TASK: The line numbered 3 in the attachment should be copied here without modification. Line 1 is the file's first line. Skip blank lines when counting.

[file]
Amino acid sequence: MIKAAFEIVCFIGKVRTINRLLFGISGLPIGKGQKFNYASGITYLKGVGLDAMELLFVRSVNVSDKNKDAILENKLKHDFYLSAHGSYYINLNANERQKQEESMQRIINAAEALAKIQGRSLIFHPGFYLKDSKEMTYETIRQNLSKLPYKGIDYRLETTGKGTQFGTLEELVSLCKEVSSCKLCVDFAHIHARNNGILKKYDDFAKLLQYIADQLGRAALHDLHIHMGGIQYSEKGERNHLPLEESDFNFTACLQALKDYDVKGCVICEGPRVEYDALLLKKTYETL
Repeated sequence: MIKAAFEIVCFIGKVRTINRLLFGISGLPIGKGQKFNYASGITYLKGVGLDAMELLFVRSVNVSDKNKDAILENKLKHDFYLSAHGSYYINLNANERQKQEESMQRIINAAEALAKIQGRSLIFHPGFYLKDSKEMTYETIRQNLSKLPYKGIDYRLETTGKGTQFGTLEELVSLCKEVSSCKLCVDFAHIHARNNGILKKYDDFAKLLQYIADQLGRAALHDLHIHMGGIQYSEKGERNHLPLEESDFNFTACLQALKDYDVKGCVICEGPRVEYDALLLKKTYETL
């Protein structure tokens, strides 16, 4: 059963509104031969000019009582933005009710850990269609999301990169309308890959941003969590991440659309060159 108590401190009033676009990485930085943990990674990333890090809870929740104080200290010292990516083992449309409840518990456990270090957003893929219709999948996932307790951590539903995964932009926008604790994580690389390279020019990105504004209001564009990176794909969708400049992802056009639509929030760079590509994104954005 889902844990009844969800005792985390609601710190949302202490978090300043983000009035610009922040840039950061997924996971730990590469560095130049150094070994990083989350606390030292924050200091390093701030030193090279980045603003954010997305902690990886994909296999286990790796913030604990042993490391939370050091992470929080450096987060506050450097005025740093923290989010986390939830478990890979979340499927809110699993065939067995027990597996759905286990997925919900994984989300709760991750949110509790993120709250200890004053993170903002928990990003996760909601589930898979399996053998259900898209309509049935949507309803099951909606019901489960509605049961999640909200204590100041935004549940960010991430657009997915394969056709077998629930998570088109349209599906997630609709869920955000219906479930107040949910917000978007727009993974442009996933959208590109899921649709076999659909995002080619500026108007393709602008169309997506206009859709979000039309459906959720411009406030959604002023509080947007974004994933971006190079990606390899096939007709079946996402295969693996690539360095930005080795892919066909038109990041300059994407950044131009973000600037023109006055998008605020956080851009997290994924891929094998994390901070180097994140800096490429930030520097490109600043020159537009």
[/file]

């Protein structure tokens, strides 16, 4: 059963509104031969000019009582933005009710850990269609999301990169309308890959941003969590991440659309060159 108590401190009033676009990485930085943990990674990333890090809870929740104080200290010292990516083992449309409840518990456990270090957003893929219709999948996932307790951590539903995964932009926008604790994580690389390279020019990105504004209001564009990176794909969708400049992802056009639509929030760079590509994104954005 889902844990009844969800005792985390609601710190949302202490978090300043983000009035610009922040840039950061997924996971730990590469560095130049150094070994990083989350606390030292924050200091390093701030030193090279980045603003954010997305902690990886994909296999286990790796913030604990042993490391939370050091992470929080450096987060506050450097005025740093923290989010986390939830478990890979979340499927809110699993065939067995027990597996759905286990997925919900994984989300709760991750949110509790993120709250200890004053993170903002928990990003996760909601589930898979399996053998259900898209309509049935949507309803099951909606019901489960509605049961999640909200204590100041935004549940960010991430657009997915394969056709077998629930998570088109349209599906997630609709869920955000219906479930107040949910917000978007727009993974442009996933959208590109899921649709076999659909995002080619500026108007393709602008169309997506206009859709979000039309459906959720411009406030959604002023509080947007974004994933971006190079990606390899096939007709079946996402295969693996690539360095930005080795892919066909038109990041300059994407950044131009973000600037023109006055998008605020956080851009997290994924891929094998994390901070180097994140800096490429930030520097490109600043020159537009």